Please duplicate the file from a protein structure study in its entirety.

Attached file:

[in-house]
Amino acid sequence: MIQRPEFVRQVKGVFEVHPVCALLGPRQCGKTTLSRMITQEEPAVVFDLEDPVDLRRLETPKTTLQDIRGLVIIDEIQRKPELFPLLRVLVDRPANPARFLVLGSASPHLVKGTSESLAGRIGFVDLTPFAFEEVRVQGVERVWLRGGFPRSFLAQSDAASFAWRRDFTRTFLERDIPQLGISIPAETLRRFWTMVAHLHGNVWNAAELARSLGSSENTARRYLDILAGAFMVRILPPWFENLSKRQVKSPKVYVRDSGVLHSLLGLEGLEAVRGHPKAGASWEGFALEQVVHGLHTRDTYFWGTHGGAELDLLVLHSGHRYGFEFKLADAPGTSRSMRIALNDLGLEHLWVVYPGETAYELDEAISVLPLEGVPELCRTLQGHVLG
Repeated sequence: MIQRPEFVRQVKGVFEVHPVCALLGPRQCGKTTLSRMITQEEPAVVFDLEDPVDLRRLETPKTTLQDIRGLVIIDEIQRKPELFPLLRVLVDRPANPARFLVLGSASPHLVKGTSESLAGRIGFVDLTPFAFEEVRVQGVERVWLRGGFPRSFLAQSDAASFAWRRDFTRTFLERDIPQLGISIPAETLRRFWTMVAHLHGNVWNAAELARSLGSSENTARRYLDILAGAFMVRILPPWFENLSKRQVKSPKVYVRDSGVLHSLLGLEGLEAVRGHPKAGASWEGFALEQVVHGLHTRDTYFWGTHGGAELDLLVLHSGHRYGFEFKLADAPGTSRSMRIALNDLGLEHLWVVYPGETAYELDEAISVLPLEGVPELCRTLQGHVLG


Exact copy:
[in-house]
Amino acid sequence: MIQRPEFVRQVKGVFEVHPVCALLGPRQCGKTTLSRMITQEEPAVVFDLEDPVDLRRLETPKTTLQDIRGLVIIDEIQRKPELFPLLRVLVDRPANPARFLVLGSASPHLVKGTSESLAGRIGFVDLTPFAFEEVRVQGVERVWLRGGFPRSFLAQSDAASFAWRRDFTRTFLERDIPQLGISIPAETLRRFWTMVAHLHGNVWNAAELARSLGSSENTARRYLDILAGAFMVRILPPWFENLSKRQVKSPKVYVRDSGVLHSLLGLEGLEAVRGHPKAGASWEGFALEQVVHGLHTRDTYFWGTHGGAELDLLVLHSGHRYGFEFKLADAPGTSRSMRIALNDLGLEHLWVVYPGETAYELDEAISVLPLEGVPELCRTLQGHVLG
Repeated sequence: MIQRPEFVRQVKGVFEVHPVCALLGPRQCGKTTLSRMITQEEPAVVFDLEDPVDLRRLETPKTTLQDIRGLVIIDEIQRKPELFPLLRVLVDRPANPARFLVLGSASPHLVKGTSESLAGRIGFVDLTPFAFEEVRVQGVERVWLRGGFPRSFLAQSDAASFAWRRDFTRTFLERDIPQLGISIPAETLRRFWTMVAHLHGNVWNAAELARSLGSSENTARRYLDILAGAFMVRILPPWFENLSKRQVKSPKVYVRDSGVLHSLLGLEGLEAVRGHPKAGASWEGFALEQVVHGLHTRDTYFWGTHGGAELDLLVLHSGHRYGFEFKLADAPGTSRSMRIALNDLGLEHLWVVYPGETAYELDEAISVLPLEGVPELCRTLQGHVLG